Posted June 10, 2020

For every $1 of revenue collected by a hospital, $0.25 is spent on the administrative tasks required to collect it. That’s several multiples higher than the highest payment processing fees in other industries, and even worse, most of that spend is on human labor to perform mundane tasks. The ratio of doctor to non-doctor workers in healthcare is roughly 1:16, and the high rate of workforce growth over the past several years—combined with only modest improvements in health outcomes—has resulted in one of the worst labor productivity challenges we’ve seen in any industry.

This morass, which represents hundreds of billions in administrative spend related to billing, collections, and payment, is one of the major drivers of high healthcare costs in the U.S. In addition, the slow but steady shift to value-based care has left most large hospital systems managing multiple payment models under one roof, which has only increased the complexity of revenue cycle processes.

On top of this, hospitals and clinics are amongst the businesses most devastated by COVID-19, with revenue streams evaporating nearly entirely overnight, which has forced many to shrink the size of their administrative teams to stay afloat. This has resulted in an inability to keep up with the billing practices required to maintain a steady income for hospitals and clinics. 

We are at a critical turning point where the revenue cycle world of healthcare needs a major reboot—one that will help providers rejuvenate their practices with agility, capital efficiency, and operational resilience, in our journey towards a more cost-effective healthcare system.

This is the mission of AKASA (PKA Alpha Health), which intelligently automates the end-to-end revenue cycle for provider organizations. Inspired by some of the most advanced applications of machine learning and human judgment seen in driverless cars, AKASA’s platform is purpose-built for the areas of financial clearance, billing, and claims processing. It infers how to construct the optimal path for completing each job in that process, rather than simply replicating the rote tasks that humans perform (errors and all), as generic RPA-based approaches do. And AKASA’s technology dynamically learns as new paths are introduced or historical paths change, which means you don’t need to halt everything in order to manually rebuild scripts when they break.

The result  is a fully virtualized billing system, “Unified Automation”, which eliminates unnecessary work, continuously learns, and can perform the equivalent of 10+ people’s administrative work. Unified Automation takes over management of the billing work queue, grabs and executes the tasks it is confident it can complete, and escalates those that require more complex problem solving to its human peers. Over time, it also dynamically adapts to the rules of each payor and claim type to develop more sophisticated capabilities, thus allowing staff members to shift their focus to higher order work, and rapidly improving the overall efficiency, performance, and employee satisfaction in the practice.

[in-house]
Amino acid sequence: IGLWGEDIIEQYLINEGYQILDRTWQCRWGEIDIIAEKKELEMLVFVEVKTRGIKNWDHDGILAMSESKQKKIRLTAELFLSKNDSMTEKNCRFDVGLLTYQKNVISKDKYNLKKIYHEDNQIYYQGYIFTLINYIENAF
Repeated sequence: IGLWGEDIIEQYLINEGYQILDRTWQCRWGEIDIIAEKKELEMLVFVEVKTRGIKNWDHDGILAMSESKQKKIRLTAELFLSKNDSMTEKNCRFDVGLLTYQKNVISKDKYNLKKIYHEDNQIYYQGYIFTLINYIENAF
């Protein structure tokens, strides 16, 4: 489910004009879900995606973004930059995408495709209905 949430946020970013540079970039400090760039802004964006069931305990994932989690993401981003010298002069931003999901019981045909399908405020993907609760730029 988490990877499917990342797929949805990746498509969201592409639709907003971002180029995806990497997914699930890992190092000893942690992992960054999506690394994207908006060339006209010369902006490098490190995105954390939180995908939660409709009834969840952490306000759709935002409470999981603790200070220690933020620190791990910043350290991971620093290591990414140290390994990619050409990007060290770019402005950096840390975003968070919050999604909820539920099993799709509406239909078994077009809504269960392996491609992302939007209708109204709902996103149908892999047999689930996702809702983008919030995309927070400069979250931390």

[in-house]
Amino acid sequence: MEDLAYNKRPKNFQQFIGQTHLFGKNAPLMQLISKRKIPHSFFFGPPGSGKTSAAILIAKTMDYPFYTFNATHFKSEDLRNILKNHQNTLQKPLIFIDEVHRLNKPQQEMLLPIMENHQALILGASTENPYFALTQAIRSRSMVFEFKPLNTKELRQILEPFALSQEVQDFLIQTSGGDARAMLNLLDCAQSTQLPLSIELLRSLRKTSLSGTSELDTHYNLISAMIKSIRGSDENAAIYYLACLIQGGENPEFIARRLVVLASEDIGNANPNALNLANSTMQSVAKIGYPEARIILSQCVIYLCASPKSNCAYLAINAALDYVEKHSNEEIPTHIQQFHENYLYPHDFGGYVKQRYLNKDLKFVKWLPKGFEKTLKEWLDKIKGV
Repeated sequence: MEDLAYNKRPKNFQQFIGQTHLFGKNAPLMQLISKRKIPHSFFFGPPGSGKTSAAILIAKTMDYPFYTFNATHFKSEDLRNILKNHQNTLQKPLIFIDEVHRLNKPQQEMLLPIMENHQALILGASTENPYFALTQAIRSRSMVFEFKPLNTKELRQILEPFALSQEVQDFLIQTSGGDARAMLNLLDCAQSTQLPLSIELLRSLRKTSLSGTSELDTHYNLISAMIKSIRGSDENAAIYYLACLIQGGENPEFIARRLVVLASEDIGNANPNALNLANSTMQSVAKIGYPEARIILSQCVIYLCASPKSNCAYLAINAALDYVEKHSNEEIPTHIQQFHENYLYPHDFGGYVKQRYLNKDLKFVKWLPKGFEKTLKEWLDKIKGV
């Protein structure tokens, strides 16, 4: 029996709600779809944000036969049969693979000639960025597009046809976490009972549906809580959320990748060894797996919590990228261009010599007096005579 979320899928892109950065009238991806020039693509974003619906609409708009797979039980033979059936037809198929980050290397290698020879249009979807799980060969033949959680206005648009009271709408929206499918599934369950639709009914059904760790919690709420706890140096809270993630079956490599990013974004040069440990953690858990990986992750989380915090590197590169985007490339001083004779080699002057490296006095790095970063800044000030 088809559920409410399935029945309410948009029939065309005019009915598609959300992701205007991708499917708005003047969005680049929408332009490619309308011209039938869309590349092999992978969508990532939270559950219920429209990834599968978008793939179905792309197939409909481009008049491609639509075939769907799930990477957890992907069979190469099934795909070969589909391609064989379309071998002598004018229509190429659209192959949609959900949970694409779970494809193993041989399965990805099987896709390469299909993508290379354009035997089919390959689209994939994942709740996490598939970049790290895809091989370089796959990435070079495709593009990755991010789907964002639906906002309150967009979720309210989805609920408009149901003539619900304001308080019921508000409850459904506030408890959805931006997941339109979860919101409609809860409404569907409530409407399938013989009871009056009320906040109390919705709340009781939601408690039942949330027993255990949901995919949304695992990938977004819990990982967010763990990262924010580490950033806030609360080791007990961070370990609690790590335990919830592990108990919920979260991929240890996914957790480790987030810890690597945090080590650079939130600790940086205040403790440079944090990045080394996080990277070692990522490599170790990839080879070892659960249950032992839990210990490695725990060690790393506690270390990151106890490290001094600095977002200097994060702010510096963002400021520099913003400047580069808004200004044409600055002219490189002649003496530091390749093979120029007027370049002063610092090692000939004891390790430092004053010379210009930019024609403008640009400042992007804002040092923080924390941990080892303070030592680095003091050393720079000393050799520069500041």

This approach enables some of the most complex provider organizations to streamline their administrative costs and redirect their investments into clinical services and patient support. At a time when both a shortage of clinicians and the overburdening of physicians has pushed care delivery to a breaking point, AKASA is taking on the heavy lifting behind the scenes so that their customers can focus on improving the patient and physician experience.

The teams we invest in to tackle these holy grail problems tend to be interdisciplinary in nature, bringing top-tier expertise from multiple domains to derive fresh insights on how to build the winning solution. The AKASA team is no exception: founders Malinka Walaliyadde, Varun Ganapathi, Andy Atwal, and Ben Beadle-Ryby have deep roots in complex revenue cycle operations from The Advisory Board Company and Counsyl, as well as experience in cutting edge AI, computer vision, and automation from Stanford, Google, and Udacity. The rest of the team exhibits a similar mix of complementary expertise, from AI teams at prominent tech companies, and revenue cycle leadership positions at leading provider organizations. This combination of skills has resulted in a best-in-class solution that brings first-class technology to bear, but packaged in a way that traditional provider organizations can easily adopt without having to fundamentally change the way they operate.

Talk of how to fix our broken healthcare system frequently focuses on the clinical and front office opportunities. But the tangled web of back office administration is perhaps where the biggest immediate impact can be delivered in the form of cost savings and improvements in efficiency—especially when it comes to the very process by which providers get paid. At a time when the fragility and antiquity of our healthcare system’s infrastructure is so visible, I couldn’t be more excited to be leading AKASA’s Series A and joining their board. We look forward to continuing to support Malinka, Varun, Andy, Ben and team in their quest to use machine learning and automation to decrease the cost of care and help providers be “better stewards of the healthcare dollar.”